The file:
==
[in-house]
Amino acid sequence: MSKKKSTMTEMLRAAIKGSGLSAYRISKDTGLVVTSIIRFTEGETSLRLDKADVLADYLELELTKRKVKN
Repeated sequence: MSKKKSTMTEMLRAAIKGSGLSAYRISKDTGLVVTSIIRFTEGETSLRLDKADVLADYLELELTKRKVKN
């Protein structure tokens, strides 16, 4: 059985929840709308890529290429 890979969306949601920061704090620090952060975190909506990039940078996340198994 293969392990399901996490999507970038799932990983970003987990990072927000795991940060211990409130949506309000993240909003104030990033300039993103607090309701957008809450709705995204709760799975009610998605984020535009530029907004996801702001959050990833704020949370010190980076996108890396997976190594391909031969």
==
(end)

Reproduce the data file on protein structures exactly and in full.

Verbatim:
[in-house]
Amino acid sequence: MSKKKSTMTEMLRAAIKGSGLSAYRISKDTGLVVTSIIRFTEGETSLRLDKADVLADYLELELTKRKVKN
Repeated sequence: MSKKKSTMTEMLRAAIKGSGLSAYRISKDTGLVVTSIIRFTEGETSLRLDKADVLADYLELELTKRKVKN
């Protein structure tokens, strides 16, 4: 059985929840709308890529290429 890979969306949601920061704090620090952060975190909506990039940078996340198994 293969392990399901996490999507970038799932990983970003987990990072927000795991940060211990409130949506309000993240909003104030990033300039993103607090309701957008809450709705995204709760799975009610998605984020535009530029907004996801702001959050990833704020949370010190980076996108890396997976190594391909031969």